New study finds that slow walking could be a sign of dementia

American Veterinarian®American Veterinarian® July 2023
Volume 5
Issue 7
Pages: 4

North Carolina State University found that dogs who slow down physically also slow down mentally

Carola Schubbel /

Carola Schubbel /

A new study from North Carolina State University College of Veterinary Medicine measured gait speed in senior dogs to find a correlation with a decline in their neurological function as they age. The researchers on this study measured gait speed off leash in 46 adult and 49 senior dogs.1 The adult dogs (older than 1 year and younger than 75% of their expected lifespan),2 who served as a control group, only had their gait speed measured. Individual gait speed was measured first by walking them over a 5-meter distance on a leash with a handler, then by offering a treat the same distance away from the dogs, and calling them to retrieve it off leash. The senior dogs (older than 75% of their expected lifespan)2 did some additional cognitive testing and their owners filled out a cognitive assessment questionnaire, called the CADES questionnaire. A higher CADES score indicates more severe cognitive decline.1

“Walking speed in people is strongly associated with cognitive decline,” said Natasha Olby, Dr Kady M. Gjessing and Rahna M. Davidson Distinguished Chair in gerontology at NC State and corresponding author of the study. “We hypothesized that the same might be true in dogs.”1

To rule out other factors, dogs had to be free of co-morbidities that could impede their ability to perform the tests such as inability to walk or blindness. The dogs selected ranged from different breeds and sizes.2

To further evaluate cognitive function beyond the CADES questionnaire, testing was performed to evaluate attention (sustained gaze test), social cues (pointing test), working memory, executive control (inhibitory control cylinder task) and problem solving (detour cylinder task).2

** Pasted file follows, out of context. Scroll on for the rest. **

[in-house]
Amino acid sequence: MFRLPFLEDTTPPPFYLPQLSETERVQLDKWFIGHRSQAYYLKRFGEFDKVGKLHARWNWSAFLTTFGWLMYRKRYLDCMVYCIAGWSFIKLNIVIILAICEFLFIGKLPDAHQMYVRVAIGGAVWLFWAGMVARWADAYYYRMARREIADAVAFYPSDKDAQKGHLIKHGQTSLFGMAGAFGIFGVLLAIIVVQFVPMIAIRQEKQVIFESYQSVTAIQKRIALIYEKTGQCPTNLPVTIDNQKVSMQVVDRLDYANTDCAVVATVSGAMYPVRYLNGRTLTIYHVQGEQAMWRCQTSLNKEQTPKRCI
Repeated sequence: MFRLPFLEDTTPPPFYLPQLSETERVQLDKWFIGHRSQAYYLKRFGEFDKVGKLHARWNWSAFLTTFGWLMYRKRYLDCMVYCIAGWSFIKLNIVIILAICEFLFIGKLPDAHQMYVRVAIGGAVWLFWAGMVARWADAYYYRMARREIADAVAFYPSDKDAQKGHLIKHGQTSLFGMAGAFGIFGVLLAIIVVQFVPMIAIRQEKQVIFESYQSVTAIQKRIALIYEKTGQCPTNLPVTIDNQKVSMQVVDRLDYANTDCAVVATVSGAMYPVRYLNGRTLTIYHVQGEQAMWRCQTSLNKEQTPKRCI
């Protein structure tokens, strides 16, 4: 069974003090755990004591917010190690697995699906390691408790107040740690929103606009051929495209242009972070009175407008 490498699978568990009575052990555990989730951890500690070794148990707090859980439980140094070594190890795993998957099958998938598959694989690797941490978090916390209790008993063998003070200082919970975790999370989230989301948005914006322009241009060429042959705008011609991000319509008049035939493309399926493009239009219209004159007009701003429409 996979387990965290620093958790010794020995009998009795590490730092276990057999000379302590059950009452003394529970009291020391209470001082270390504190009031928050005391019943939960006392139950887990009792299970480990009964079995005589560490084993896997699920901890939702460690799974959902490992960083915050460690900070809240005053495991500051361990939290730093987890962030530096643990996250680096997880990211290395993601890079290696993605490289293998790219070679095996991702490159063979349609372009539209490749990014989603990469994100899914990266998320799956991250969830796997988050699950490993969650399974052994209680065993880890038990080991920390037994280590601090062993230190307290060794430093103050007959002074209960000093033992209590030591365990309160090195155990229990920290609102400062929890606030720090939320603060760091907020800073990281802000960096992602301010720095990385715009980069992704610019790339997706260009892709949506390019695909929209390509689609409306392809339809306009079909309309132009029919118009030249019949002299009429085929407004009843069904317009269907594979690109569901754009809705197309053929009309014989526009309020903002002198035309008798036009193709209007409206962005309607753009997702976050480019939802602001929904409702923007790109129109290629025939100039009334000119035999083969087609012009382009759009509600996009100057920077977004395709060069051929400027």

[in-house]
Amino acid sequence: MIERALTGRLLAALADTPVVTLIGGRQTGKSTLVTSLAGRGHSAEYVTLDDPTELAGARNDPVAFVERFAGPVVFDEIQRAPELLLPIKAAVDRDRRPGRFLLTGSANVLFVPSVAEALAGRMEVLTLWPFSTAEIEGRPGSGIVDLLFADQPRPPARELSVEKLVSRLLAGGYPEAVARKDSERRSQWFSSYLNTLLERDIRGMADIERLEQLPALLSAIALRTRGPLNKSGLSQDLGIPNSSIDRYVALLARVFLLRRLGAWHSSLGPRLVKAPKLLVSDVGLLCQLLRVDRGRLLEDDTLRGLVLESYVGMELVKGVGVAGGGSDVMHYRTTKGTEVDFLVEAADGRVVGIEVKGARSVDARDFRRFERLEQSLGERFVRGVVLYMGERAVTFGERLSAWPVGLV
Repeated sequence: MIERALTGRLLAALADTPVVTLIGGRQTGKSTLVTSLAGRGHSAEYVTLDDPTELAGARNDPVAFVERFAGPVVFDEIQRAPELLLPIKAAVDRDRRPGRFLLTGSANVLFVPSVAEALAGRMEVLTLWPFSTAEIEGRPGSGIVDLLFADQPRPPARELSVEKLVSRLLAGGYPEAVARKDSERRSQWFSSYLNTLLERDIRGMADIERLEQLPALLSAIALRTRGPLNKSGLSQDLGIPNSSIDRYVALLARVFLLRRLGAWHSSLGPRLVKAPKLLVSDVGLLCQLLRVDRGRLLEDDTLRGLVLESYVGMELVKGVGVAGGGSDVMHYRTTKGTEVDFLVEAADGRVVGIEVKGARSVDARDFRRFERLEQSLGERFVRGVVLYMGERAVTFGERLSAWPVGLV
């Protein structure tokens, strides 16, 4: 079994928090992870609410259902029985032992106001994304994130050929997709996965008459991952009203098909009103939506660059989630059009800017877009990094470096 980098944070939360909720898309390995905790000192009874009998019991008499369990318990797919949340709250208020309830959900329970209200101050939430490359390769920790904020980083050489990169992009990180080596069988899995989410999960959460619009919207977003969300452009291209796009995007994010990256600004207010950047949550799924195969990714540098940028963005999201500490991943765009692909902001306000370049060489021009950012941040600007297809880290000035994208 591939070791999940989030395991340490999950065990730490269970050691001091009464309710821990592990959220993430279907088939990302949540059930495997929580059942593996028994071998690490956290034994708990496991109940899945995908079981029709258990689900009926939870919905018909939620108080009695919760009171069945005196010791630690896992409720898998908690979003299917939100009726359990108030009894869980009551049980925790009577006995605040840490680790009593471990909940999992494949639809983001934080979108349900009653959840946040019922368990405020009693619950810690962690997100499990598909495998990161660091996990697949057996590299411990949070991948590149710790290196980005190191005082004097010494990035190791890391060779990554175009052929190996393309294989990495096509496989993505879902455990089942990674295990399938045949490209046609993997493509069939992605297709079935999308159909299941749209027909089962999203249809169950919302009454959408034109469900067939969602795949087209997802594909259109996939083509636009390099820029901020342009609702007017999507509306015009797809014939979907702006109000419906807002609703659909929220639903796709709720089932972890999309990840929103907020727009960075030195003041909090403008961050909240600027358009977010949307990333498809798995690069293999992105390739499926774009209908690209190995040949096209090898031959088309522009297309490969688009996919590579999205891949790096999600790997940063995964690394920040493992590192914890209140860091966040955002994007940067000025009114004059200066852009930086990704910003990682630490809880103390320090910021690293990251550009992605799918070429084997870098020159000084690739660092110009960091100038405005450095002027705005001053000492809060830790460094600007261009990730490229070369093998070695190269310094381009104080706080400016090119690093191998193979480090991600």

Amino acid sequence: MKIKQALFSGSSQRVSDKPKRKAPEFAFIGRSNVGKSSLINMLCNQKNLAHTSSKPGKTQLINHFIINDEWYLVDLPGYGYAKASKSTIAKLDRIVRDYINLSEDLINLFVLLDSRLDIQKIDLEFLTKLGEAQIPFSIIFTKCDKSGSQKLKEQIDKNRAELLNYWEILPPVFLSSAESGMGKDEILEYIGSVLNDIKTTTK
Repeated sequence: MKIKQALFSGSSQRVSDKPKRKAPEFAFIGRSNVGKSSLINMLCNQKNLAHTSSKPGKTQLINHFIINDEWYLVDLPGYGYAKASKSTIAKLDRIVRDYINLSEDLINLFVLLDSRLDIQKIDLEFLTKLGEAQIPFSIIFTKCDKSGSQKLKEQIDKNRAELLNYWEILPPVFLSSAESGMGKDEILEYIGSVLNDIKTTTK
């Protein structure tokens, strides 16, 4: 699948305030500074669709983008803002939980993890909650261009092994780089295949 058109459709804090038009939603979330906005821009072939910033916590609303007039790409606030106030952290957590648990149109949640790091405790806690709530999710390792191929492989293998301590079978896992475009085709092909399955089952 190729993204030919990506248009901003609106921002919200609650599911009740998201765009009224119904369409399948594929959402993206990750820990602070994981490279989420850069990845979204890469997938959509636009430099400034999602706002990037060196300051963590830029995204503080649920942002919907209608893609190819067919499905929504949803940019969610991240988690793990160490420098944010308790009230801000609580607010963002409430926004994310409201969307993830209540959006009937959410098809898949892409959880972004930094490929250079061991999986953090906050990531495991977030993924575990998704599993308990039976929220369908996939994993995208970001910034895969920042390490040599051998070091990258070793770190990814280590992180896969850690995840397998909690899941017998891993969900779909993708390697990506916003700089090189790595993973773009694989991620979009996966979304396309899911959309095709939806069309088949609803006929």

The researchers found that in the senior dogs, size didn’t matter when it came to speed; in other words, dogs in the last 25% of their expected life span moved more slowly than adult dogs, regardless of relative size. “Just as in humans, our walking speed is pretty stable through most of our lives, then it declines as we enter the last quarter or so of our lifespan,” Olby said in the release.1

Senior dogs who moved more slowly had more severe levels of cognitive decline based on the owner-completed questionnaires and also did worse on the cognitive testing. The researchers also found that joint pain did not seem to correlate with walking speed, although they note that there were no dogs with severe osteoarthritis in the program. They hope to address this issue in future work.1

“When you look at functional aging, the two most important predictors of morbidity are mobility and cognition,” Olby said. “Mobility relies heavily on sensory input, central processing, and motor output – in other words, the nervous system – as a result, mobility and cognition are super interconnected. When you have less mobility, the amount of input your nervous system gets is also reduced. It’s not surprising that walking speed and dementia are correlated. For me, the exciting part of the study is not only that we show gait speed correlates with dementia in dogs as in people, but also that the method of testing we used is easy to replicate, since it’s food motivated and over a short distance. It could become a simple screening test for any veterinarian to perform on aging patients.”1

More details on the study can be found here: “Winning the race with aging: age-related changes in gait speed and its association with cognitive performance in dogs.” DOI: 10.3389/fvets.2023.1150590


  1. Slow walking could be sign of dementia in older dogs. News release. North Carolina State University College of Veterinary Medicine. June 27, 2023.
  2. Mondino A, Khan M, Case B, Fefer G, Panek W, Gruen M, Olby N. Winning the race with aging: age-related changes in gait speed and its association with cognitive performance in dogs. Front Vet Sci. 2023;10 doi: 10.3389/fvets.2023.1150590
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